Intermittent fasting has been a hot topic for discussion lately. Some people swear by it, others think it’s just a fad. Either way, there are some upsides and downsides to intermittent fasting. Let’s take a look and see how it can affect people who live an active life.
Two of the most popular patterns of fasting for athletes are the full day fast and the 16:8 fast. In the full day fast, you take a break from eating for a full 24 hours, usually once a week. In the 16:8 fast, you take a break from eating for 16 hours and then have an eight hour window to eat. Most people who do this type of intermittent fasting will partake 2-3 times per week.
The Pros of Intermittent Fasting
Although the studies have been small and are relatively new, there is research that shows a number of positive effects of intermittent fasting.
- Increases Human Growth Hormones (HGH): This hormone has to ability to speed muscle recovery, increase energy, build lean muscle mass, and improve athletic performance. People who fast have been shown to have higher levels of HGH.
- Reduces inflammation: Fasting has been shown to reduce oxidative stress and prevent chronic inflammation in the body, which is linked to many diseases and conditions.
- Enhances cognitive function: Studies have shown that when your body is in a fasting state, your concentration is improved. Your brain is able to laser focus on tasks at hand, meaning quicker reaction times, fewer errors, and ultimately improving performance.
- Effective weight loss: Intermittent fasting can decrease insulin resistance and increase metabolism. The full day fast is especially effective at weight reduction since it requires you to abstain from eating for a full 24 hour period, reducing your overall caloric intake.
Full Day Fasting
- Good for those with weight class requirements
- Beneficial for athletes that need to stay lean for optimal performance
- Can be useful for endurance athletes (as long as you don’t fast on a training day)
- Ideal for athletes who benefit from enhanced focus and concentration
- Useful for those who participate in weight training
The Cons of Intermittent Fasting
When you’re in the fasting state, there are a few issues that can arise. It’s also important to note that fasting is more beneficial to some groups of athletes than others. For example, a baseball player may find the increase in focus that fasting can provide to be very advantageous. Whereas, the endurance athlete may experience a decline in performance while fasting, since they rely on immediate energy provided by food to fuel their workouts.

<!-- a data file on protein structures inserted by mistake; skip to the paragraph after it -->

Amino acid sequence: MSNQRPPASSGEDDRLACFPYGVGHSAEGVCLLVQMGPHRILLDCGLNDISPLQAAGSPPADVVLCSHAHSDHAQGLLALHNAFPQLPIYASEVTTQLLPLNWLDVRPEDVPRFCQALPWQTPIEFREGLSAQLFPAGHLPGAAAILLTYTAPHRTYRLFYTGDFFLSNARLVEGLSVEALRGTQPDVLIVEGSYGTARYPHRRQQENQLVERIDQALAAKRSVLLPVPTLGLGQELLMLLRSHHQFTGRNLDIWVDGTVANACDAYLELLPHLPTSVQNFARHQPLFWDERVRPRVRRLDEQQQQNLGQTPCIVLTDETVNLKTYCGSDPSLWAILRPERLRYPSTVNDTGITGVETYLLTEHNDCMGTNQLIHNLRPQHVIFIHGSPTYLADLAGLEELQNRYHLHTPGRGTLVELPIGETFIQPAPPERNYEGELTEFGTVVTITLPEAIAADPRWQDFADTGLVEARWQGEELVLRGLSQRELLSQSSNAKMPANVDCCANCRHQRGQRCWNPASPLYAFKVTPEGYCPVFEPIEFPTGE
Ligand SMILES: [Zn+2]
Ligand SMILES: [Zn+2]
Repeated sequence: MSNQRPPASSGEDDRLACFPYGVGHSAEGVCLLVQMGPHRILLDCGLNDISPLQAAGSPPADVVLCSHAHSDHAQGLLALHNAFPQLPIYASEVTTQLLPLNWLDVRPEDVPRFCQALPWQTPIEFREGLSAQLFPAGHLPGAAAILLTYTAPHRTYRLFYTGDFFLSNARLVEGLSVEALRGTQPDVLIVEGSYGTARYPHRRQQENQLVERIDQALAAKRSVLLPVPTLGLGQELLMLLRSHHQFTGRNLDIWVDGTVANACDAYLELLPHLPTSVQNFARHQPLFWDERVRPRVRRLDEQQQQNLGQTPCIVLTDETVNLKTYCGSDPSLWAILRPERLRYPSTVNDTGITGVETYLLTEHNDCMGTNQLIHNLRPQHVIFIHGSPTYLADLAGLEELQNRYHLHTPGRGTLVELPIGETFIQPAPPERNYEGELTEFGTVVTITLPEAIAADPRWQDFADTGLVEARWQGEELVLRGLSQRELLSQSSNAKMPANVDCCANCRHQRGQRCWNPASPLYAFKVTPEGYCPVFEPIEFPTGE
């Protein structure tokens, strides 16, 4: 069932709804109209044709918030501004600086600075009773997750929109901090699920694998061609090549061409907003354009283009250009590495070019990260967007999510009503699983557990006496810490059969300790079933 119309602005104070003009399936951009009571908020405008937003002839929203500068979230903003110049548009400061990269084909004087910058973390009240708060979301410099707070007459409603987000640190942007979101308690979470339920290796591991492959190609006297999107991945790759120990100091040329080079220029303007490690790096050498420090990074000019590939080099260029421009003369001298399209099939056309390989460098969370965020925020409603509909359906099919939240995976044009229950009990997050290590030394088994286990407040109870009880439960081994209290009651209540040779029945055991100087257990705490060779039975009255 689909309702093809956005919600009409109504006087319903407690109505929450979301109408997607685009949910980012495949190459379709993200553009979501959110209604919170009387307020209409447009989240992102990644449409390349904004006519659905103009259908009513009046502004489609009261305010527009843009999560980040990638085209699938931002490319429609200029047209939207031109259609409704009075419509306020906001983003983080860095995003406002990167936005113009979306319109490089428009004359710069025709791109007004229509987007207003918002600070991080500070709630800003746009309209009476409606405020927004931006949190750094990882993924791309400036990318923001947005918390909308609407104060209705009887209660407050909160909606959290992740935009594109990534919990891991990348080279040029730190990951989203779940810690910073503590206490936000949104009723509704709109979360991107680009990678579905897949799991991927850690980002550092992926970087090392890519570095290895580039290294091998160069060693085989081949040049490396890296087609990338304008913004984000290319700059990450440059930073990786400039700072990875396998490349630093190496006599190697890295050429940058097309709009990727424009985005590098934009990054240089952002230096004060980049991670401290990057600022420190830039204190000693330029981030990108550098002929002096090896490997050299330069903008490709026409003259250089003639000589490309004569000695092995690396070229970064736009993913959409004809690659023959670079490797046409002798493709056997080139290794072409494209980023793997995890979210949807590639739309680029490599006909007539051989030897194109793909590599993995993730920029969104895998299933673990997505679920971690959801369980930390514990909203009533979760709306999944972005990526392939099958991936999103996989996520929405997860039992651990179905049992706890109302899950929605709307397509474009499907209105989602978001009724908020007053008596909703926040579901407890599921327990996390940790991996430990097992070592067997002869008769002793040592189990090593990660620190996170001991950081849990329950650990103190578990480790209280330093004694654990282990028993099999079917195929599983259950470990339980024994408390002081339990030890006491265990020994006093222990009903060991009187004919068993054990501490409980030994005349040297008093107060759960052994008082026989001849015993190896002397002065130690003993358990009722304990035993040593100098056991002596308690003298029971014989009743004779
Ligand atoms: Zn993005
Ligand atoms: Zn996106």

- Decreases energy: It’s no surprise that giving up food for long periods of time can leave us feeling tired and weak. Many people report headaches, bad mood, and a lack of energy when they don’t follow their normal eating schedule. If you train heavily, the effects can be even worse. Your body is working hard but it doesn’t have the necessary supplies to fuel your efforts. For those who do train on fasting days, it’s recommended to supplement with BCAAs. However, even if you do supplement, your performance will most likely be lower on fasting days.
- Risks for women: Fasting is more likely to lead to nutritional deficiencies and issues with fertility and reproduction for women than for men. Although intermittent fasting has its benefits, the risks are greater for some women.
- Decline in performance: Many athletes (especially endurance athletes) need to be able to quickly tap into energy stores. However, if there is no immediate energy available, your body and mind will be negatively affected and performance will suffer.
Full Day Fasting
- Not favorable for athletes who need to put and keep weight on
- Not ideal for endurance athletes
- Not conducive for those who train a lot each day
Whether intermittent fasting is the right choice for you depends on your goals and health condition. Intermittent fasting is not for everyone, but if you do decide to try it for yourself, be sure to strategically incorporate fasting days with training to minimize the potential negative effects.